Luis Moses Gomez: Three Centuries of History in New York’s Hudson Valley-Zoom
The Hudson Valley played an instrumental role in the American Revolution, was the crossroads of America’s nineteenth-century industrialization, and witnessed the cultural revolution during the 1969 Woodstock Music Festival. One era of transformation is, however, often overlooked. Contrasting the region’s seventeenth-century settlements which were defined by ethnic, religious, and cultural identities, the eighteenth-century market revolution influenced these communities with evolving commercial forces. The development of transportation on the Hudson River and the growth of New York City as a center of trade linked local residents to the burgeoning Atlantic market. Regional farmers and artisans, however, often lacked the finances and influence to become directly engaged in these lucrative ventures, so instead, they consigned their wares through well-established intermediary merchants.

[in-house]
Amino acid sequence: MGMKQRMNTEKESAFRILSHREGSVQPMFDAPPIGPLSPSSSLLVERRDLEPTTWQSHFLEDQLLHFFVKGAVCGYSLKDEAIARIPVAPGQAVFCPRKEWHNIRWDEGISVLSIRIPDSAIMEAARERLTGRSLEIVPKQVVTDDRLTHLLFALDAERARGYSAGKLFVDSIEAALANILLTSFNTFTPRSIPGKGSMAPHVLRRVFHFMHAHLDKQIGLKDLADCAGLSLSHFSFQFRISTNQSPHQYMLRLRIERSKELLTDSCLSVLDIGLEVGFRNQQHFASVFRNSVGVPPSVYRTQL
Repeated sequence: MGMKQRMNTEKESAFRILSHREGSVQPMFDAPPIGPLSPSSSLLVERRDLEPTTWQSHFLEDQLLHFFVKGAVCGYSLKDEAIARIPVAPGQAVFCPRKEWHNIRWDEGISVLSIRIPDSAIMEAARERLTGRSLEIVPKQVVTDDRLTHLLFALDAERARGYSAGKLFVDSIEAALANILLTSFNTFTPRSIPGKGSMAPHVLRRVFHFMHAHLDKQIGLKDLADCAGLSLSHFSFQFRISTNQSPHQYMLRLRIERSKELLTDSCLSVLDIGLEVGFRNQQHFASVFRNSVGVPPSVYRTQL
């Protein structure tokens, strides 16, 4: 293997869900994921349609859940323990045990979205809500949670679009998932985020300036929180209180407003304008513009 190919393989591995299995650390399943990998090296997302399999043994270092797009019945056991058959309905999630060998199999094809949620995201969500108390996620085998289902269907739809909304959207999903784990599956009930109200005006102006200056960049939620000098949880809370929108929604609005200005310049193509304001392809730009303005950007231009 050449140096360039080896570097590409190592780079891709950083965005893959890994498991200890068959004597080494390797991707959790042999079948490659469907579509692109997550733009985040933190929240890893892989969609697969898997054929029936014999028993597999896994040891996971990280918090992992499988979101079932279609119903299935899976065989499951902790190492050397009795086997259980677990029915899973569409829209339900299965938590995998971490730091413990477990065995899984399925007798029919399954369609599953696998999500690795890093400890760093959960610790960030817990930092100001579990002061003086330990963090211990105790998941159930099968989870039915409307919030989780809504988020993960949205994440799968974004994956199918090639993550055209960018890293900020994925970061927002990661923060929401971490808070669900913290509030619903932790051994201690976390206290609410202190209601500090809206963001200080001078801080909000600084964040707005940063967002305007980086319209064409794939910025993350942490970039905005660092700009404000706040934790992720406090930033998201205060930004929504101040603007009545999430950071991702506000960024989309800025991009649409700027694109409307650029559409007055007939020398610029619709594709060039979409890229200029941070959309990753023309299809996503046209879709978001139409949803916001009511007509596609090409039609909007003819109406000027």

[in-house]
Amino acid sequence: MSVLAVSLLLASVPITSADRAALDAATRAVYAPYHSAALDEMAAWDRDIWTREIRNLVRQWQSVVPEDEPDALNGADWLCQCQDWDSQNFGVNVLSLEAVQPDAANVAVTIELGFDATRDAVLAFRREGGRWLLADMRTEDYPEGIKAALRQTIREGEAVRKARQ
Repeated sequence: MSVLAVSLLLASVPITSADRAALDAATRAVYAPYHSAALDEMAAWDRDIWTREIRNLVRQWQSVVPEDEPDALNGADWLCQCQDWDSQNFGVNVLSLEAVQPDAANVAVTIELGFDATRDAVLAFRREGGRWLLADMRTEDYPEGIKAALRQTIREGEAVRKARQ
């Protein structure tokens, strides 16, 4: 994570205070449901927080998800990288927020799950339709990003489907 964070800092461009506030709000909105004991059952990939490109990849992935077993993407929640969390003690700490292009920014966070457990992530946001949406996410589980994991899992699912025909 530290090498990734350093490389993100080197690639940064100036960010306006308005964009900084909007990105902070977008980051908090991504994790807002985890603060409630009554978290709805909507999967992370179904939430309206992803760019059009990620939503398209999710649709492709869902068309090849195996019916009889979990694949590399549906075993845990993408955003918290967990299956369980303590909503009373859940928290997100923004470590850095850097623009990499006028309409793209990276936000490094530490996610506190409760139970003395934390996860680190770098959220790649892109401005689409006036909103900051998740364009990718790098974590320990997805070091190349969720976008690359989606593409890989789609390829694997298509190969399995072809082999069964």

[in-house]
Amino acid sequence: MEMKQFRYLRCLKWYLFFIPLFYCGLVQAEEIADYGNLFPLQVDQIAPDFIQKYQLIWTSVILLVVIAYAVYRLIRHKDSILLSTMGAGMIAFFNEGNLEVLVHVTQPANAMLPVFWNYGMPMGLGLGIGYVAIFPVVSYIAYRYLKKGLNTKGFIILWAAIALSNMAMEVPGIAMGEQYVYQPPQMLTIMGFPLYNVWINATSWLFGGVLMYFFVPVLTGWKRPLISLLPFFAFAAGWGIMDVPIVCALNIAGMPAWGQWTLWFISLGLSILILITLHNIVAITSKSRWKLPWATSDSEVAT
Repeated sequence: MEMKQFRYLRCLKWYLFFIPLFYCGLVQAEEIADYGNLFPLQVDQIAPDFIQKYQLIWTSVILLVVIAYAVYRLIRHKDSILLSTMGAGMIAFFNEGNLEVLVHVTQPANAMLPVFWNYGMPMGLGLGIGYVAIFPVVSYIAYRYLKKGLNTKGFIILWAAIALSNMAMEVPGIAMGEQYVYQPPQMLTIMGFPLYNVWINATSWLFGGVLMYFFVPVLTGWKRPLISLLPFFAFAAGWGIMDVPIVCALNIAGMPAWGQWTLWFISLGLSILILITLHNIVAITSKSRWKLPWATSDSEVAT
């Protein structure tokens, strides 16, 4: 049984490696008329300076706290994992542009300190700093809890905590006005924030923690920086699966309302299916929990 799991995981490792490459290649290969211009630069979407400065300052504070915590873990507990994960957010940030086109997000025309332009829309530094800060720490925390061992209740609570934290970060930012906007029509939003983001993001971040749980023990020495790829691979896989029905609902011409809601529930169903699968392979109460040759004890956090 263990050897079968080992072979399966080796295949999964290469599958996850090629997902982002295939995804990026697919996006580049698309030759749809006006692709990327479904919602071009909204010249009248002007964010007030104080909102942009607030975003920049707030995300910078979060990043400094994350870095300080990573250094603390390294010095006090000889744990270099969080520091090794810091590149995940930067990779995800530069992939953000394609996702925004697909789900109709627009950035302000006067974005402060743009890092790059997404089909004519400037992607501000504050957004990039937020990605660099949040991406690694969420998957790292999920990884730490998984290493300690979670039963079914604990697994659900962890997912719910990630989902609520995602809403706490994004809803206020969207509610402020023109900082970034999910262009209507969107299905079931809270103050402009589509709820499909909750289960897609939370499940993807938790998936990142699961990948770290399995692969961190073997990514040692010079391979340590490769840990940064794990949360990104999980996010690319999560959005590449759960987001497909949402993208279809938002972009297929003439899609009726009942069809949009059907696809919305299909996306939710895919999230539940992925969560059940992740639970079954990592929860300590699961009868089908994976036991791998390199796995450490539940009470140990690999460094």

One of these businessmen was Luis Moses Gomez, a Jewish refugee who was a member of New York City’s Shearith Israel congregation. Expanding his business interests northward in 1716, Gomez purchased land in Marlboro, New York, where he occupied this important intermediary role between local residents and the expanding market revolution. Gomez’s position in this changing society, as well as the three centuries of history endured by his Hudson Valley property known today as the Gomez Mill House, are extraordinary lenses through which socioeconomic and cultural advancements in the Hudson Valley can be observed.
Alex Prizgintas is a historian, musician, and lecturer who focuses on neglected history of New York’s Hudson Valley. A Marist College graduate student studying public administration, he has been published in several journals such as the peer-reviewed Hudson River Valley Review and New York Archives Magazine as well as the Orange County Historical Society Journal and the Antique Bottle & Glass Collector Magazine. Since 2013, Alex has given more than forty lectures on topics of local history ranging from dairy farming to antique glass bottles, regional railroads, glassmaking in the Hudson Valley, and early area settlers.